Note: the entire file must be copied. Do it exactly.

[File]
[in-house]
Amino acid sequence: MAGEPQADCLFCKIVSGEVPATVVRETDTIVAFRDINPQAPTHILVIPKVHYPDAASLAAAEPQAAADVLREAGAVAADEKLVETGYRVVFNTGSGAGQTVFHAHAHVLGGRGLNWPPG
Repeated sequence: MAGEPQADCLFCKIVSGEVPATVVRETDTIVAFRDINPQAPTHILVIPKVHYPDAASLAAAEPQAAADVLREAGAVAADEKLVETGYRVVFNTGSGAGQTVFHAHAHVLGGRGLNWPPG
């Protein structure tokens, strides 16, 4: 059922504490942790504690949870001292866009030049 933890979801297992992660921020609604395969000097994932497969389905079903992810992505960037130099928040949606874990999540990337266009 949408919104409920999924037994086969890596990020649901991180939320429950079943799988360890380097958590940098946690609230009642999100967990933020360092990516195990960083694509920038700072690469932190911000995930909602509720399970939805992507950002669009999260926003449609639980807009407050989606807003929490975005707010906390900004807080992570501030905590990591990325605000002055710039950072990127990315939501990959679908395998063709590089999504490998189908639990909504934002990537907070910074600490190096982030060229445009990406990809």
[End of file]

[in-house]
Amino acid sequence: MAGEPQADCLFCKIVSGEVPATVVRETDTIVAFRDINPQAPTHILVIPKVHYPDAASLAAAEPQAAADVLREAGAVAADEKLVETGYRVVFNTGSGAGQTVFHAHAHVLGGRGLNWPPG
Repeated sequence: MAGEPQADCLFCKIVSGEVPATVVRETDTIVAFRDINPQAPTHILVIPKVHYPDAASLAAAEPQAAADVLREAGAVAADEKLVETGYRVVFNTGSGAGQTVFHAHAHVLGGRGLNWPPG
């Protein structure tokens, strides 16, 4: 059922504490942790504690949870001292866009030049 933890979801297992992660921020609604395969000097994932497969389905079903992810992505960037130099928040949606874990999540990337266009 949408919104409920999924037994086969890596990020649901991180939320429950079943799988360890380097958590940098946690609230009642999100967990933020360092990516195990960083694509920038700072690469932190911000995930909602509720399970939805992507950002669009999260926003449609639980807009407050989606807003929490975005707010906390900004807080992570501030905590990591990325605000002055710039950072990127990315939501990959679908395998063709590089999504490998189908639990909504934002990537907070910074600490190096982030060229445009990406990809």